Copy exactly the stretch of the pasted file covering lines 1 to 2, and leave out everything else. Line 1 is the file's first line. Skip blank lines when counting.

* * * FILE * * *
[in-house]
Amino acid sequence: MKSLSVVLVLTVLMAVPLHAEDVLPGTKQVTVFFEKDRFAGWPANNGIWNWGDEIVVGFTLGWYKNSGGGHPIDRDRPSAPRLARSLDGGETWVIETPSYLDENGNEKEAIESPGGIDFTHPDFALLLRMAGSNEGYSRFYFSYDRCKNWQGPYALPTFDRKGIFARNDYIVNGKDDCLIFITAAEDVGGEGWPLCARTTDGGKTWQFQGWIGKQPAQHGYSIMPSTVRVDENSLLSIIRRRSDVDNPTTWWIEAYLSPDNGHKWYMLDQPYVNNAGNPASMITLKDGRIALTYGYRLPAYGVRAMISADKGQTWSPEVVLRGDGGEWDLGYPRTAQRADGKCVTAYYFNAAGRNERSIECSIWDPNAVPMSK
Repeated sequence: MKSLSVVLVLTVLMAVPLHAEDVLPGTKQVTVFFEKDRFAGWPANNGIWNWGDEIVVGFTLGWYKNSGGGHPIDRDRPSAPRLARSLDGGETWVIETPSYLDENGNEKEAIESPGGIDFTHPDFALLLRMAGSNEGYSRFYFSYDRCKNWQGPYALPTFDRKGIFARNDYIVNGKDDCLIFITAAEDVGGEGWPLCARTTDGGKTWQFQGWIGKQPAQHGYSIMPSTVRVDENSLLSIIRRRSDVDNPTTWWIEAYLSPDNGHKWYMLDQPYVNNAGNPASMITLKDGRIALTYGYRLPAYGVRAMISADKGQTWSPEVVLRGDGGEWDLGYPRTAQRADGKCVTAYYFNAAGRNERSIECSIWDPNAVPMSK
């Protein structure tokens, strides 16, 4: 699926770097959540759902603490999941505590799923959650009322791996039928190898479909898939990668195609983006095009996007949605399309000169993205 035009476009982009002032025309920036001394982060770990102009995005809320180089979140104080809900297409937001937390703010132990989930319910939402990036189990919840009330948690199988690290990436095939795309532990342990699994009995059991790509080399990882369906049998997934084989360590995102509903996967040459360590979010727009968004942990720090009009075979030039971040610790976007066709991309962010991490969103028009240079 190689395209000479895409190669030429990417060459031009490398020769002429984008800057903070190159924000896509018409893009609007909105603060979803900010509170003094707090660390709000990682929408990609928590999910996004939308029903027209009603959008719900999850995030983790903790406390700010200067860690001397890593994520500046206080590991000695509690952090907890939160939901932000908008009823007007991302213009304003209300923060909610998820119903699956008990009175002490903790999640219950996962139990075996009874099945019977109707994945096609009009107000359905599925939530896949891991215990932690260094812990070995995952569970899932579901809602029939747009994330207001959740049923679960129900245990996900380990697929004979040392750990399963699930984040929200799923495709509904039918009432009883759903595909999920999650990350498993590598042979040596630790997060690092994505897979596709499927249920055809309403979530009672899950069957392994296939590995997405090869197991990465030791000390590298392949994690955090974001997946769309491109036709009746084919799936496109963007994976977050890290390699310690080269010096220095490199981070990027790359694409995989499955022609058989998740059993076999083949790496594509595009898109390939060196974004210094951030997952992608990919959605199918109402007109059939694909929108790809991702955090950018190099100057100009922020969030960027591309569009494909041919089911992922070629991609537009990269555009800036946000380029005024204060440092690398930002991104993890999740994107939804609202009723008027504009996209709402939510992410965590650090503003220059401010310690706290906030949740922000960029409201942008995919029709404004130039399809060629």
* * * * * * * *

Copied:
[in-house]
Amino acid sequence: MKSLSVVLVLTVLMAVPLHAEDVLPGTKQVTVFFEKDRFAGWPANNGIWNWGDEIVVGFTLGWYKNSGGGHPIDRDRPSAPRLARSLDGGETWVIETPSYLDENGNEKEAIESPGGIDFTHPDFALLLRMAGSNEGYSRFYFSYDRCKNWQGPYALPTFDRKGIFARNDYIVNGKDDCLIFITAAEDVGGEGWPLCARTTDGGKTWQFQGWIGKQPAQHGYSIMPSTVRVDENSLLSIIRRRSDVDNPTTWWIEAYLSPDNGHKWYMLDQPYVNNAGNPASMITLKDGRIALTYGYRLPAYGVRAMISADKGQTWSPEVVLRGDGGEWDLGYPRTAQRADGKCVTAYYFNAAGRNERSIECSIWDPNAVPMSK